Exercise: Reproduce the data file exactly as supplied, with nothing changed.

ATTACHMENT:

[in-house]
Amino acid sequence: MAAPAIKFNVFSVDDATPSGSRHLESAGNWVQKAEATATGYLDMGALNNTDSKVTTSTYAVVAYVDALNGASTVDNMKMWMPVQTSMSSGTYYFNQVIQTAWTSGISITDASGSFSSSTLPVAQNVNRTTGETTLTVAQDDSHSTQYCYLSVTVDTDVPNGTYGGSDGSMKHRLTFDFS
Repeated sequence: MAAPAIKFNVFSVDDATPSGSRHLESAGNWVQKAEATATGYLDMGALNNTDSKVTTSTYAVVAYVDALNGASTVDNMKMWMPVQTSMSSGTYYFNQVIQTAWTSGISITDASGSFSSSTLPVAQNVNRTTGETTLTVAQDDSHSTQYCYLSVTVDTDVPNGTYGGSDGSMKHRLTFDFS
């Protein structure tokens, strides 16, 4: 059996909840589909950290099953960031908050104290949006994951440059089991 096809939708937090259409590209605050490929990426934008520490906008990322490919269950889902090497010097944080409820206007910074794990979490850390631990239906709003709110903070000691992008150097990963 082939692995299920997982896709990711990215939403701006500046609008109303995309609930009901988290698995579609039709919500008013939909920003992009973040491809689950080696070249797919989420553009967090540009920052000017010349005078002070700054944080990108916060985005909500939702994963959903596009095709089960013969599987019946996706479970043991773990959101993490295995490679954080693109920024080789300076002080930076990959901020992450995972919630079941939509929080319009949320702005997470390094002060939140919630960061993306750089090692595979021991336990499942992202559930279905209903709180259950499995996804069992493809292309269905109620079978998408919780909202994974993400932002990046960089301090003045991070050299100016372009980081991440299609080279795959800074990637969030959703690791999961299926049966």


[in-house]
Amino acid sequence: MAAPAIKFNVFSVDDATPSGSRHLESAGNWVQKAEATATGYLDMGALNNTDSKVTTSTYAVVAYVDALNGASTVDNMKMWMPVQTSMSSGTYYFNQVIQTAWTSGISITDASGSFSSSTLPVAQNVNRTTGETTLTVAQDDSHSTQYCYLSVTVDTDVPNGTYGGSDGSMKHRLTFDFS
Repeated sequence: MAAPAIKFNVFSVDDATPSGSRHLESAGNWVQKAEATATGYLDMGALNNTDSKVTTSTYAVVAYVDALNGASTVDNMKMWMPVQTSMSSGTYYFNQVIQTAWTSGISITDASGSFSSSTLPVAQNVNRTTGETTLTVAQDDSHSTQYCYLSVTVDTDVPNGTYGGSDGSMKHRLTFDFS
């Protein structure tokens, strides 16, 4: 059996909840589909950290099953960031908050104290949006994951440059089991 096809939708937090259409590209605050490929990426934008520490906008990322490919269950889902090497010097944080409820206007910074794990979490850390631990239906709003709110903070000691992008150097990963 082939692995299920997982896709990711990215939403701006500046609008109303995309609930009901988290698995579609039709919500008013939909920003992009973040491809689950080696070249797919989420553009967090540009920052000017010349005078002070700054944080990108916060985005909500939702994963959903596009095709089960013969599987019946996706479970043991773990959101993490295995490679954080693109920024080789300076002080930076990959901020992450995972919630079941939509929080319009949320702005997470390094002060939140919630960061993306750089090692595979021991336990499942992202559930279905209903709180259950499995996804069992493809292309269905109620079978998408919780909202994974993400932002990046960089301090003045991070050299100016372009980081991440299609080279795959800074990637969030959703690791999961299926049966």